2009 was quite a year for bankruptcies: car giants GM and Chrysler and CIT Group, largest lender to small and medium sized businesses. It was the seventh-worst year on record according to Associated Press data. Below we discuss some of the largest bankruptcies and their ramifications.
In the end, even $19.4 billion in federal help wasn’t enough to keep the nation’s largest automaker out of bankruptcy. GM filed in June with a projected loss of more than 20,000 jobs. As the second largest industrial bankruptcy in history, it left the auto industry reeling, especially coming off the back of rival Chrysler’s demise the previous month.
With the Government’s backing and financing, GM speedily restructured in what has been termed a “quickie bankruptcy” before emerging as a new company on July 10, 2009 financed by the US Treasury. Many predicted a negative ripple effect for the industry and though there have been hardships endured by all, the worst has not yet been realized.
The 2008 credit market implosion dealt CIT a blow it couldn’t overcome. Like many other financial institutions, the New York-based small and mid size business lender spent years on a debt-fueled growth binge, only to land itself in hot water when the markets crashed and access to credit dried up. With thousands of businesses reliant on them, CIT filed Chapter 11 in November 2009 after failed attempts by Bondholders to shore the company up.
The case was wrapped up swiftly, with CIT developing a restructuring plan that cut $11 billion in debt off their books. Interestingly, because so many customers had been expecting CIT’s demise, the bankruptcy did not affect their day-to-day businesses. In fact, many customers did not feel the impact and some commented that the filing came so close to the end of the year, it didn’t impact the all important holiday sales season.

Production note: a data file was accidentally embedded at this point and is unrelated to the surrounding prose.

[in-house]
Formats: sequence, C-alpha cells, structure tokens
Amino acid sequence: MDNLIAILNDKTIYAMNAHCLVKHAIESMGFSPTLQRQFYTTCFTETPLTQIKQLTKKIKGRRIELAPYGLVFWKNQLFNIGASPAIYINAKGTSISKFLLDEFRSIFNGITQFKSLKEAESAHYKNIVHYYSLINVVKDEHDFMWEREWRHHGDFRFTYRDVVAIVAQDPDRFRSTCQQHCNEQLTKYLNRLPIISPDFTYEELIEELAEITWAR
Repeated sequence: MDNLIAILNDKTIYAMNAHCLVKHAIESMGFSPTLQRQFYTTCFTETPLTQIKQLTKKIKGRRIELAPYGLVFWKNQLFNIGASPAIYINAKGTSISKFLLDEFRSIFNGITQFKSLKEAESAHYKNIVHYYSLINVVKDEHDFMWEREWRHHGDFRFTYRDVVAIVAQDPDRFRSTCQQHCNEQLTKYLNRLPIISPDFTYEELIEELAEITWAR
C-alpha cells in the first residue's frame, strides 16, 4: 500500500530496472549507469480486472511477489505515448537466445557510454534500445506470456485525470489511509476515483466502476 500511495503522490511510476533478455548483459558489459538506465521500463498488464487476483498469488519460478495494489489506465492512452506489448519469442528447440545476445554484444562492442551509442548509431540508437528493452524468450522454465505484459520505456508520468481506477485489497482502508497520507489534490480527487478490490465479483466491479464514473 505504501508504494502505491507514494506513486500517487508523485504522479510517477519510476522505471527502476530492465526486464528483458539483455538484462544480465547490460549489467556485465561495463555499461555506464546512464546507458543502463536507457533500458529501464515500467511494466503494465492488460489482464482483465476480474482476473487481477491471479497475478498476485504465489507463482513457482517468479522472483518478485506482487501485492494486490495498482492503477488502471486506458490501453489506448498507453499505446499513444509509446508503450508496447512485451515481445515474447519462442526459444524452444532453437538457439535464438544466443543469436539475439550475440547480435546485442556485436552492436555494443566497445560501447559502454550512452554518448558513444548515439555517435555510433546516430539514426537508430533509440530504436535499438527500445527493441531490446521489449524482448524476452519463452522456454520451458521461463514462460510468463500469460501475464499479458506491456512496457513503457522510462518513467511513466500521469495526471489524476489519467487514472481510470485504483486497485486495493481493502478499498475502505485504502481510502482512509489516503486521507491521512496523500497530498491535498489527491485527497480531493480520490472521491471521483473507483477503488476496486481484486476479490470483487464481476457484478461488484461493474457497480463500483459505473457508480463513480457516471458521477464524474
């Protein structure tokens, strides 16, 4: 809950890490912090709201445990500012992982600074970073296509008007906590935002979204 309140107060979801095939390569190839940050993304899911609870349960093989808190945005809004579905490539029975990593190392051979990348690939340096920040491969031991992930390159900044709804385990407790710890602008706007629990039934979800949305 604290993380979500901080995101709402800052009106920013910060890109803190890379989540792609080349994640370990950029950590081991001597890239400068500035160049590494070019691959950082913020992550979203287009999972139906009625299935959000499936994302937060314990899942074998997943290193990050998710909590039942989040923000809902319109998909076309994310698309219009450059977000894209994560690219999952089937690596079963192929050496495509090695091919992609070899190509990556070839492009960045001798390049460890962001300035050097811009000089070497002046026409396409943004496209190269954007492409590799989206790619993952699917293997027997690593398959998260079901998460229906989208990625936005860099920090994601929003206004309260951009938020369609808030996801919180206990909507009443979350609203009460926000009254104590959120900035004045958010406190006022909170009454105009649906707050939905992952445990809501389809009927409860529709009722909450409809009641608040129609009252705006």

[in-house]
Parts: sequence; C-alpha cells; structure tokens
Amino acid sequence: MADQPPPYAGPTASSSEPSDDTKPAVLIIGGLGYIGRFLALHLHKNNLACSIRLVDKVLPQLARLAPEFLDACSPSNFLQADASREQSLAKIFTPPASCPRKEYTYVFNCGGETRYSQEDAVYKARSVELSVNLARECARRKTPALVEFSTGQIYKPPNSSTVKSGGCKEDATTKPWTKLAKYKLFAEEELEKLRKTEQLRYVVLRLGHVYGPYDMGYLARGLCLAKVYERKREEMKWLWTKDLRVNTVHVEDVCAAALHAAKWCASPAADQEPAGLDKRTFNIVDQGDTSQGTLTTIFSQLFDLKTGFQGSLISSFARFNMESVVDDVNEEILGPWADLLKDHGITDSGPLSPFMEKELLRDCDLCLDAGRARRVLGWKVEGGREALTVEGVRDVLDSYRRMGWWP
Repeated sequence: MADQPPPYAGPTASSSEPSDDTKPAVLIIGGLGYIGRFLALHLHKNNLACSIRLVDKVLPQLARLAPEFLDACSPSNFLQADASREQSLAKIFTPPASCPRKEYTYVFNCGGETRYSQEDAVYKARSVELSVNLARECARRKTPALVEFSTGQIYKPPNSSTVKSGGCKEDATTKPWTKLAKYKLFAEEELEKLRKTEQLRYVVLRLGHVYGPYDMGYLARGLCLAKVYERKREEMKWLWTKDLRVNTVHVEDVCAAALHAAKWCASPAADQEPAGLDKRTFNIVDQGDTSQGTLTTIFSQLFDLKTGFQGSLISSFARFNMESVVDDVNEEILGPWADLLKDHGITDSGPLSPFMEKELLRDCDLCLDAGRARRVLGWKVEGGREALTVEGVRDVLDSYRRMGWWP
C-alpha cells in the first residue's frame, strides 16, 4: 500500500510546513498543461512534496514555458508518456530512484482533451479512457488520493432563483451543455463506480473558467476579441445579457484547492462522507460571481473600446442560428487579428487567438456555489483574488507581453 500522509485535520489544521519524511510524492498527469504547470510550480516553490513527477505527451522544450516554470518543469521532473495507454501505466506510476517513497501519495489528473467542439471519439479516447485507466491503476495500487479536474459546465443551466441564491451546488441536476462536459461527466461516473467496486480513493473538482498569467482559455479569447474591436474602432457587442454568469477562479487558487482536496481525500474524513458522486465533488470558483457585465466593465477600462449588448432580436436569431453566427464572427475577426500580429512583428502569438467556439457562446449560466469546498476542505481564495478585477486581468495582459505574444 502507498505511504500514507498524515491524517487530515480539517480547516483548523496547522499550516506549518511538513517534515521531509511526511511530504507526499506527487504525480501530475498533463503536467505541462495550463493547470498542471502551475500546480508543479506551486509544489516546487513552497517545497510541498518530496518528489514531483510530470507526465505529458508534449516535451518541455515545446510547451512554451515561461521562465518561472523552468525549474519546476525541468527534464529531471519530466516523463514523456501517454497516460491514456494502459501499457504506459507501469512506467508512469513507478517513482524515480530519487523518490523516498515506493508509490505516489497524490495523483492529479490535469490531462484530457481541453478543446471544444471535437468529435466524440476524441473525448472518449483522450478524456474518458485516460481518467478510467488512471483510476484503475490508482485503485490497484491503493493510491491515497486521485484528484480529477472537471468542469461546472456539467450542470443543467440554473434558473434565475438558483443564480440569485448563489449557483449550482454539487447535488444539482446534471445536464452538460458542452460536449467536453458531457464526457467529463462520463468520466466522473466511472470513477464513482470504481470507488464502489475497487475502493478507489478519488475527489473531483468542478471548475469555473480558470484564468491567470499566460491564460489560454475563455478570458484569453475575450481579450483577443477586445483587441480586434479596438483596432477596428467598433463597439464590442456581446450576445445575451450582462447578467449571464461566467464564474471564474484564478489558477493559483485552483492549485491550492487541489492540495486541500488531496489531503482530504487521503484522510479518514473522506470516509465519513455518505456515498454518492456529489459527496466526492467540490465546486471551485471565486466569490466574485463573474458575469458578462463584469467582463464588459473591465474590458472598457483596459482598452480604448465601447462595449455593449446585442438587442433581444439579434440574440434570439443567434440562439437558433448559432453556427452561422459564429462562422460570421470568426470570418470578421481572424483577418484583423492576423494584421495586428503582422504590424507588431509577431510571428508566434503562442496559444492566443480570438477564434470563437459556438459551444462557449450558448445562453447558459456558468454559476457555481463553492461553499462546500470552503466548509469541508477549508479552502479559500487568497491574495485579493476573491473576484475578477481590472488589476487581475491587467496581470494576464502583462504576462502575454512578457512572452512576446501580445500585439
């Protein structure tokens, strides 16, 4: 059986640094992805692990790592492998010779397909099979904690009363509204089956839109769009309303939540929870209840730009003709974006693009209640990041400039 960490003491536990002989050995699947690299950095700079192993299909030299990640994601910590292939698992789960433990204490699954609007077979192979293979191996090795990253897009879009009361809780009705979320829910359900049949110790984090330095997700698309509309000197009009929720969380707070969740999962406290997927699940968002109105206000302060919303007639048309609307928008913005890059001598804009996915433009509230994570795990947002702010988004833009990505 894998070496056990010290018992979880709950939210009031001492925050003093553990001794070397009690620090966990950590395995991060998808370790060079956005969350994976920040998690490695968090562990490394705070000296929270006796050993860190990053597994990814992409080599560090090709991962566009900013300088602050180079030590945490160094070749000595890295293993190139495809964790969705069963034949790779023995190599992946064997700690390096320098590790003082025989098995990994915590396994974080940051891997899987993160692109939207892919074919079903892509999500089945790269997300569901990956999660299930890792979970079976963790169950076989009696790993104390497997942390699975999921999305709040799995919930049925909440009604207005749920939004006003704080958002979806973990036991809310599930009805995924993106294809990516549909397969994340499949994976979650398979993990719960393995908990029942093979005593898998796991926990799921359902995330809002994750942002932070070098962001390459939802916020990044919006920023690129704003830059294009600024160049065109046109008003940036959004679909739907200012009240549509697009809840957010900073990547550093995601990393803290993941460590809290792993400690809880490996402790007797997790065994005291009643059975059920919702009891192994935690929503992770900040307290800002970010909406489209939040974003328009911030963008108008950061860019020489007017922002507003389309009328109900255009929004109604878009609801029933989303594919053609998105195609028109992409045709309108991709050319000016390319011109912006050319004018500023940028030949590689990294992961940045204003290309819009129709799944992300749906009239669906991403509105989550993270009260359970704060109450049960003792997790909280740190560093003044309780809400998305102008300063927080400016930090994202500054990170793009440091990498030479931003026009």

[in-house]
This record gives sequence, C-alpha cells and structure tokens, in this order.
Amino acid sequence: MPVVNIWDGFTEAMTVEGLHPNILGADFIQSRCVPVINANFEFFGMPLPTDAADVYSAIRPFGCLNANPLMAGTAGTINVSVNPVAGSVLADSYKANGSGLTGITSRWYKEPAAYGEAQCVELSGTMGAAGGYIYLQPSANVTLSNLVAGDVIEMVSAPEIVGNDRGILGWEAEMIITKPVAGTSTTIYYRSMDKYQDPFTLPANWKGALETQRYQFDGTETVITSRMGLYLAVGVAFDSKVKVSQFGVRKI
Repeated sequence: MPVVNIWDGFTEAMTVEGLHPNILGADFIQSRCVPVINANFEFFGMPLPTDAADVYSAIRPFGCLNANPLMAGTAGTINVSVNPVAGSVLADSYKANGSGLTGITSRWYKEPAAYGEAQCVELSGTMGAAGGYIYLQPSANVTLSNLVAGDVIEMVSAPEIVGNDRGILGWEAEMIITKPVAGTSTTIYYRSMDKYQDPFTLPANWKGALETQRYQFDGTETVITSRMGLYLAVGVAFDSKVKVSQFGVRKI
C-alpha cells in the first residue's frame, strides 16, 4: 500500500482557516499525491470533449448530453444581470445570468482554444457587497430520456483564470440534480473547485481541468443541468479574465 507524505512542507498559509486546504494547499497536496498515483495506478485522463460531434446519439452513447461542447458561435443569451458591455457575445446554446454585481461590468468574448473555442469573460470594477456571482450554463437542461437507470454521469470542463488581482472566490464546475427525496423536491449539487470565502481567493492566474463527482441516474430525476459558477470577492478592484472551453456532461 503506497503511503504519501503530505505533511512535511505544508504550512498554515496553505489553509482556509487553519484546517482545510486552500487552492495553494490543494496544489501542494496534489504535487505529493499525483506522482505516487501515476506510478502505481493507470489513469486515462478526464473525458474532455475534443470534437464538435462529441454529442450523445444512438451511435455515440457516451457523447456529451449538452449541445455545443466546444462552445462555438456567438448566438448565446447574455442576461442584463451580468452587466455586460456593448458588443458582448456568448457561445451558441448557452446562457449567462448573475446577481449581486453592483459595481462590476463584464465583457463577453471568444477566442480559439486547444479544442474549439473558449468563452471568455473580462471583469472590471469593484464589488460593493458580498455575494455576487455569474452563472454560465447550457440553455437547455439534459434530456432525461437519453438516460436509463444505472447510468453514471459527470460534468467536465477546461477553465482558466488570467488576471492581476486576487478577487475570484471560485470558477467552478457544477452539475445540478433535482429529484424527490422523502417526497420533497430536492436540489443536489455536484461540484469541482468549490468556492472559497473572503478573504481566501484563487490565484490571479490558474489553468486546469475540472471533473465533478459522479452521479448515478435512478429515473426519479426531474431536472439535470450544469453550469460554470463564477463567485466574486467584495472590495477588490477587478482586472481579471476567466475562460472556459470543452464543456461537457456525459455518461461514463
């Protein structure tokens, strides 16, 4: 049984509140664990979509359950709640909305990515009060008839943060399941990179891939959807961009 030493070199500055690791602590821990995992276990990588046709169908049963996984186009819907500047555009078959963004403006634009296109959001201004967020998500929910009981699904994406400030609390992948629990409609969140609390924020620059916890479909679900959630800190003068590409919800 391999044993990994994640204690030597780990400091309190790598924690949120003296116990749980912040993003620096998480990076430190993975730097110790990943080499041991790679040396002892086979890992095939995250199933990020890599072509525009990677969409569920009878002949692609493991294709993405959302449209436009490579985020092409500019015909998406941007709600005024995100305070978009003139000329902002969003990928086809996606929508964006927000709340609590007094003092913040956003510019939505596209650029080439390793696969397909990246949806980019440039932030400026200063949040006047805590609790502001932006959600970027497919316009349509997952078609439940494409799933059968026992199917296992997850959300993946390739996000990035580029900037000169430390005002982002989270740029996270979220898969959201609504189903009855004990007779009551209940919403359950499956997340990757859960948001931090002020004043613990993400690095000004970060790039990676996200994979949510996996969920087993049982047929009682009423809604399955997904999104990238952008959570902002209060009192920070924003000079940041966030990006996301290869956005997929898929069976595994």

After some of its smaller lenders refused to reduce its debt, Chrysler filed Chapter 11 in May 2009, leaving 39,000 employees fearing for their jobs. However, all was not lost. With Government guidance, Chrysler reached a deal to combine with Fiat to stay in business.
This quick restructuring became the “test drive” for GM’s bankruptcy less than a month later. It was predicted that the industry could see a slew of consolidations following the Chrysler lash-up with Fiat but, aside from the attempted sell offs of Opel and Saab, the industry has been relatively quiet on that front.
It will be interesting to see what 2010 brings us on the bankruptcy front. Just this week, JAL, Japan’s national airline was reported to be on the brink, potentially making it one of the largest corporate failures in Japanese history. One can only wonder what the ripple effects of this have on the airline industry. Last year was a tough year for the auto industry, as it was for financial services the year before, so what is the next big bankruptcy bubble we should be looking out for? Ideas on a postcard please…
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